Sarah StickneySarah Stickney received her MFA in poetry from the University of New Hampshire. She is a former Fulbright Grantee for the translation of Italian/Albanian poet Gëzim Hajdari. Her co-translations of Elisa Biagini’s selected poems, The Guest in the Wood, received the Best Translated Book Award for poetry in 2014. Her poems and translations have appeared  in the U.S. and abroad in publications such as Modern Poetry in Translation, Rhino, The Portland Review, Drunken Boat, Mudlark, Structo, Bateau, and others. Her manuscript Portico was selected by Thomas Lux as winner of the Emrys Press chapbook award in 2016.

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Meet the 2018 Travel Fellowship Judges!

Each year, between four and six $1,000 Travel Fellowships are awarded to emerging (unpublished or minimally published) translators to help them pay for hotel and travel expenses to the annual ALTA conference. At the conference, ALTA Fellows are invited to read their translated work at a keynote event, giving them an opportunity to present their translations to an audience of translators, authors, editors, and publishers from around the world. Applications are being accepted this year until April 16, 2018.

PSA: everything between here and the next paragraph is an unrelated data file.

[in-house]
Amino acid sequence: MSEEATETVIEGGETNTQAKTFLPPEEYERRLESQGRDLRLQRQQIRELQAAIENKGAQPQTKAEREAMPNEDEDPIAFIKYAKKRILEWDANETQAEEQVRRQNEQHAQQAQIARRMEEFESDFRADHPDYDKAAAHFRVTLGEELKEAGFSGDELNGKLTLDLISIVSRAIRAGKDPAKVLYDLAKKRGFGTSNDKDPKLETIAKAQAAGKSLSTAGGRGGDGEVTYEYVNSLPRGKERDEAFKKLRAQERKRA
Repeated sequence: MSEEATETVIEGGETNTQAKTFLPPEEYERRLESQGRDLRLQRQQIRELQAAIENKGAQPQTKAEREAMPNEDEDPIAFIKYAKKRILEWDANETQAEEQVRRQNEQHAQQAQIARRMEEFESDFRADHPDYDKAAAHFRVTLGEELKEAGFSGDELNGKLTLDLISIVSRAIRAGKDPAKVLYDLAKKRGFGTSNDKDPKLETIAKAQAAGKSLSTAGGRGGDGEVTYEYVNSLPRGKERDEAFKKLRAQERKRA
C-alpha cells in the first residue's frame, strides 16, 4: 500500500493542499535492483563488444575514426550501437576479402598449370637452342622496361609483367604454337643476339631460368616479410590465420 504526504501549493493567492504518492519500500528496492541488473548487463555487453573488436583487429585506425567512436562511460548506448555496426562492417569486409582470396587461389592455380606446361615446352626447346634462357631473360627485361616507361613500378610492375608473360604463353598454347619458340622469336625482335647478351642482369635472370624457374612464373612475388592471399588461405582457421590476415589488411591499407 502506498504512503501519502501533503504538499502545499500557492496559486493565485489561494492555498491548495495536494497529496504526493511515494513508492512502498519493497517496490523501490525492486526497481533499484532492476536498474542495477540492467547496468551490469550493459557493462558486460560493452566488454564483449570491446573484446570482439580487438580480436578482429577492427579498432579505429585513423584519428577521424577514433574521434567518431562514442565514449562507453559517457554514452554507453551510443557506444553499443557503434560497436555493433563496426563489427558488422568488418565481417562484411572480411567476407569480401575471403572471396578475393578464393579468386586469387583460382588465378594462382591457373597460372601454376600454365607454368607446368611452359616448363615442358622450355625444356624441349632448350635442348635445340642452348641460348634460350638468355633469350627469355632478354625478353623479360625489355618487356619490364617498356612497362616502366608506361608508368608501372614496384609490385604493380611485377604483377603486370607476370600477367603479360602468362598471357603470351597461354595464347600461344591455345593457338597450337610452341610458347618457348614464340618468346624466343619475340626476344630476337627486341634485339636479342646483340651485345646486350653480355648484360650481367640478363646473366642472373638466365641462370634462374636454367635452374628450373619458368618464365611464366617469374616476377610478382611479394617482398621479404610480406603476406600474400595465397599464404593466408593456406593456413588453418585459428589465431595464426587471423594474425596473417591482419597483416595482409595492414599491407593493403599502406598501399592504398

This year, we are delighted to have Marguerite Feitlowitz, Margarit Ordukhanyan, Emma Ramadan, and Haider Shahbaz as our Travel Fellowship judges! Learn more about them below:

Marguerite FeitlowitzMarguerite Feitlowitz, who translates from Spanish and French, is the author A LEXICON OF TERROR: Argentina and the Legacies of Torture. Her book-length translations include Pillar of Salt: An Autobiography with Nineteen Erotic Sonnets, by Salvador Novo; Information for Foreigners: Three Plays by Griselda Gambaro; Bad Blood/La malasangre (also Gambaro); and Three Plays by Liliane Atlan. She has just completed Moments of Return: New Stories by Luisa Valenzuela, and As One Would Chisel Diamonds: Late Poems by Liliane Atlan. She’s had two Fulbrights, a Bunting Fellowship, and multiple Pushcart Prize Nominations. She teaches Literature and Literary Translation at Bennington College.


Margarit T. Ordukhanyan

Born and raised in Yerevan, Armenia, Margarit Ordukhanyan lives in New York and teaches translation, comparative literature and Russian literature in translation at Hunter College. She translates fiction and poetry from her native Armenian and Russian into English and writes about bilingual literature and self-translation.

 


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Emma Ramadan